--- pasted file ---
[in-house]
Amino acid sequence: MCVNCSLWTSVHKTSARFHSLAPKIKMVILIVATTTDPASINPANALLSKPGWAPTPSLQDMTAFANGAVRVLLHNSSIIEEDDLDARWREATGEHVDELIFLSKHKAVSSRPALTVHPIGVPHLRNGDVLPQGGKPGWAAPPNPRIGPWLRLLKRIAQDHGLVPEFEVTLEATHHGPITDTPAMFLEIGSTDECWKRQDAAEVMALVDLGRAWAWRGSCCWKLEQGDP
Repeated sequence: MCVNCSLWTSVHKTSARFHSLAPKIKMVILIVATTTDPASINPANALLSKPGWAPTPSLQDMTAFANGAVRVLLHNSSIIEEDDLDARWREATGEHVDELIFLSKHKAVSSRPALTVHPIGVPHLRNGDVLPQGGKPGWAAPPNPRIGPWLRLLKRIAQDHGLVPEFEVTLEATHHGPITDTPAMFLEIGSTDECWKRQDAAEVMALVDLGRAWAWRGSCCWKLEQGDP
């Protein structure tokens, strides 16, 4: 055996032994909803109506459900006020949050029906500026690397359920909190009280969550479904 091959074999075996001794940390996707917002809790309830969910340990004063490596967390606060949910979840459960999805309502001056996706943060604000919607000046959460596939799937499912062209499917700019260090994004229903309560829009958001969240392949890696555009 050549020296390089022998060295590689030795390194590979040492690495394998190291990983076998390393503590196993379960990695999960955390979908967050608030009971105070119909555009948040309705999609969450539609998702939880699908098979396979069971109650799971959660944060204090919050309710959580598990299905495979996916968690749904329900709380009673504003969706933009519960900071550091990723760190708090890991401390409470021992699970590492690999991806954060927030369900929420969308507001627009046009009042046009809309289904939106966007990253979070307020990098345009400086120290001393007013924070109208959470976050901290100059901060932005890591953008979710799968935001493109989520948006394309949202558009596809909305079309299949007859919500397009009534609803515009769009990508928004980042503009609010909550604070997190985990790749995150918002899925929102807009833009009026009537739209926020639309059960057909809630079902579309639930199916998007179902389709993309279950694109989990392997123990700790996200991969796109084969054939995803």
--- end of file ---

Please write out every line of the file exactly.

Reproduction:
[in-house]
Amino acid sequence: MCVNCSLWTSVHKTSARFHSLAPKIKMVILIVATTTDPASINPANALLSKPGWAPTPSLQDMTAFANGAVRVLLHNSSIIEEDDLDARWREATGEHVDELIFLSKHKAVSSRPALTVHPIGVPHLRNGDVLPQGGKPGWAAPPNPRIGPWLRLLKRIAQDHGLVPEFEVTLEATHHGPITDTPAMFLEIGSTDECWKRQDAAEVMALVDLGRAWAWRGSCCWKLEQGDP
Repeated sequence: MCVNCSLWTSVHKTSARFHSLAPKIKMVILIVATTTDPASINPANALLSKPGWAPTPSLQDMTAFANGAVRVLLHNSSIIEEDDLDARWREATGEHVDELIFLSKHKAVSSRPALTVHPIGVPHLRNGDVLPQGGKPGWAAPPNPRIGPWLRLLKRIAQDHGLVPEFEVTLEATHHGPITDTPAMFLEIGSTDECWKRQDAAEVMALVDLGRAWAWRGSCCWKLEQGDP
């Protein structure tokens, strides 16, 4: 055996032994909803109506459900006020949050029906500026690397359920909190009280969550479904 091959074999075996001794940390996707917002809790309830969910340990004063490596967390606060949910979840459960999805309502001056996706943060604000919607000046959460596939799937499912062209499917700019260090994004229903309560829009958001969240392949890696555009 050549020296390089022998060295590689030795390194590979040492690495394998190291990983076998390393503590196993379960990695999960955390979908967050608030009971105070119909555009948040309705999609969450539609998702939880699908098979396979069971109650799971959660944060204090919050309710959580598990299905495979996916968690749904329900709380009673504003969706933009519960900071550091990723760190708090890991401390409470021992699970590492690999991806954060927030369900929420969308507001627009046009009042046009809309289904939106966007990253979070307020990098345009400086120290001393007013924070109208959470976050901290100059901060932005890591953008979710799968935001493109989520948006394309949202558009596809909305079309299949007859919500397009009534609803515009769009990508928004980042503009609010909550604070997190985990790749995150918002899925929102807009833009009026009537739209926020639309059960057909809630079902579309639930199916998007179902389709993309279950694109989990392997123990700790996200991969796109084969054939995803």